"There are too many references and ideas, colors and shapes — yet on him, they feel just right. Where there's a constricted idea of masculinity in society, G-Dragon exploded the paradigm for how a man could be. He was like Prince, only less interested in making his body a sexual object. In G-Dragon's world, fashion could be a fun, playful, and joyful, rather than exacting and serious. Clothes could be an expression of your core identity, or they could just be something you're trying out — a mood, a whim, or an idea. He was postmodern in the best sense of the word. He proved that you could, in some way, be anything and everything." — E.Alex Jung from Vulture[167]

G-Dragon maintains tight control over his career, publicly opposing the idea of singers as "products" of the entertainment industry and criticizing agencies who do not give their artists creative control.[168] Known for reinventing his image and style throughout the years, the singer-rapper is often described as the "most fashionable" member in Big Bang.[169] While promoting Heartbreaker, his change in hairstyle by dyeing it blonde gained popularity among his fans and became one of the top hairstyles of the year.[170] He has consistently altered his hair throughout the years, ranging from various shades of colors to different cuts.[171] Additionally, his constant sporting of triangular scarves during promotions for Big Bang's EP Always became a trend among teenagers and were later nicknamed the "Big Bang scarves".[172]

G-Dragon is noted for his androgynous appearance,[173][174] with the Korea JoongAng Daily calling him "a notable star fashioning genderless style", noting how his image deviates from the fixed gender type of men and women.[175] Vogue Magazine stated how his androgynous or gender-bending appearance defies a "society that maintains traditional, patriarchal values and a noted adherence to manufactured beauty ideals."[176] When he collaborated with Italian footwear designer Giuseppe Zanotti to launch a limited-edition collection of men's and women's shoes, he stated that "it's not just girls or women who get excited and worked up over pretty shoes. [...] [G]uys can feel that way, too."[177][178] G-Dragon's fashion has been described as "quirky and experimental" by Rushali Pawar of the International Business Times[179] while Taylor Glasby from the British Magazine Dazed and Confused characterized his style as "fluid and far-reaching," calling him a "natural style chameleon."[180] Monica Kim from Vogue Magazine admired his "uncanny knack for larger-than-life style that remains wearably cool."[181] Joe Coscarelli from The New York Times calls him "a style icon, a chameleon who often makes peak-era Lady Gaga seem staid".[182] He has covered various issues of W, Dazed, Hypebeast, Elle, Vogue, and landed editorials in Harper’s Bazaar, Esquire, among other Asian magazines.[183]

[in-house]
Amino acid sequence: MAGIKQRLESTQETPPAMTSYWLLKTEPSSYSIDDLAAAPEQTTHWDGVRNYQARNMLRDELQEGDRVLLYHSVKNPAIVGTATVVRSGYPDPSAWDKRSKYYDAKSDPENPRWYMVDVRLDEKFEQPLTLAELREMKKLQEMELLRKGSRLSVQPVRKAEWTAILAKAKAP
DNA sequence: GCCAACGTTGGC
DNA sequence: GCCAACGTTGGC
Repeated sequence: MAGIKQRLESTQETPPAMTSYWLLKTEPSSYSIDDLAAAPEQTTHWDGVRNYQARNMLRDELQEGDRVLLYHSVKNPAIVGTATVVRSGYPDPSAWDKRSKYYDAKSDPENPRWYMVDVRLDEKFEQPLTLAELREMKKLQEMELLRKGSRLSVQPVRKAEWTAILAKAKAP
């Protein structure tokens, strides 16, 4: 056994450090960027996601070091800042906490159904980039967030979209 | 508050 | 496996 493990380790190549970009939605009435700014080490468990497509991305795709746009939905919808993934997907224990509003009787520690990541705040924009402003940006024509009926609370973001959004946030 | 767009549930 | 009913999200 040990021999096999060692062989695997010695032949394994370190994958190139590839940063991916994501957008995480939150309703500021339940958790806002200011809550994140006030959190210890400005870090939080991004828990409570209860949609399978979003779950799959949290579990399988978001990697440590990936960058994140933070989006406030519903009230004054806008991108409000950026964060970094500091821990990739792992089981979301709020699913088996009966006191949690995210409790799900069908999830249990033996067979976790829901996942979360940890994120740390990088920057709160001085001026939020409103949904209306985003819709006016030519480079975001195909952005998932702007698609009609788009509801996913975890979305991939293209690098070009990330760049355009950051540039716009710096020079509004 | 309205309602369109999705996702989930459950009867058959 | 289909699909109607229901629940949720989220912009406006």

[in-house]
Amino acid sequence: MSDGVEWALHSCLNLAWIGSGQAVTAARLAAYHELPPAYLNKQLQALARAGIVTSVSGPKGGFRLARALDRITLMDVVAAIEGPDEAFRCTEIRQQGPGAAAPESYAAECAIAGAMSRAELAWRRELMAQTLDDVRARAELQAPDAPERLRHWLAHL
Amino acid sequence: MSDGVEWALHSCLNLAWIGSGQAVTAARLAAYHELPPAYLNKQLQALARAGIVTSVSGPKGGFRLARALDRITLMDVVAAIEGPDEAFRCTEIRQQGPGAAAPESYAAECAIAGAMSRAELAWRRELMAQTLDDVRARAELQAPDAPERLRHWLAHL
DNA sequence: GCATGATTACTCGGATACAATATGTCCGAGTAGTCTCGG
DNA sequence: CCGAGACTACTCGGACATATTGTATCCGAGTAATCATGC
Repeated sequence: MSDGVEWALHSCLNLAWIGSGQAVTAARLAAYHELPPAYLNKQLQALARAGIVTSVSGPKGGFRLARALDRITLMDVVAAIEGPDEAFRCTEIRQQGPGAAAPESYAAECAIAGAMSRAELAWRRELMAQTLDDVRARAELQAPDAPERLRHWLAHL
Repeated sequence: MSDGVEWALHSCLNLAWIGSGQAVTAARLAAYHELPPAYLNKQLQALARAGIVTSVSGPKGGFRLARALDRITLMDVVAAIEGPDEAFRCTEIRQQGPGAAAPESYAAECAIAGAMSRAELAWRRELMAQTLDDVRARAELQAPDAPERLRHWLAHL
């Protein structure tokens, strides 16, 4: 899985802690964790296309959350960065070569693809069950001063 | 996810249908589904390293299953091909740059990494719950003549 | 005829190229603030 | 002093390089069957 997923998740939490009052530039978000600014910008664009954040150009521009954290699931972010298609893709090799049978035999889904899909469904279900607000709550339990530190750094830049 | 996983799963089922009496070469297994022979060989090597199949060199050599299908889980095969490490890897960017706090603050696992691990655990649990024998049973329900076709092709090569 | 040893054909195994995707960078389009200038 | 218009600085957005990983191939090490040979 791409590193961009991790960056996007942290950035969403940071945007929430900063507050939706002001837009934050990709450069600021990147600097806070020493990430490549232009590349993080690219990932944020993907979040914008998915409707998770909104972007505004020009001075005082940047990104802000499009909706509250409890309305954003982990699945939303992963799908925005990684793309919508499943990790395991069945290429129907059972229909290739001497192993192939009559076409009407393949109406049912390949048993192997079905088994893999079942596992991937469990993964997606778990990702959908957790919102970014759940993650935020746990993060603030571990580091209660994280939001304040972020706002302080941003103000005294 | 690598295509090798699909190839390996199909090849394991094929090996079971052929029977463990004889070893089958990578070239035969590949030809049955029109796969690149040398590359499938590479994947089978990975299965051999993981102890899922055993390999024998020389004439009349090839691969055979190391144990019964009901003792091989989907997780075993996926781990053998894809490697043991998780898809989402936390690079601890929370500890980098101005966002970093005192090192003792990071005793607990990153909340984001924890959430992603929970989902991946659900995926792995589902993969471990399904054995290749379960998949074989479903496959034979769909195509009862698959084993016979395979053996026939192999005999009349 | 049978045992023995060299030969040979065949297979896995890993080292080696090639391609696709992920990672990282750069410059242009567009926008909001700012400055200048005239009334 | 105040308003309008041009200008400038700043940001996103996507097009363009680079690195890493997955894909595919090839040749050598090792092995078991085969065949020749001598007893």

G-Dragon stated that he was initially self-conscious of his role as a musician, noting how he had "changed many things including the tone of my voice because I was conscious about my job when I was in front of others."[184] Aware that his public image is important when promoting his materials, G-Dragon notes that "what the public perceives of [me] is my doing so it's my fault if I give off the wrong intention."[184] In recent years, he has become more relaxed, stating that now he doesn't "do music or dress up in order to impress people around me. I don't try to be conscious [about music and fashion]".[185]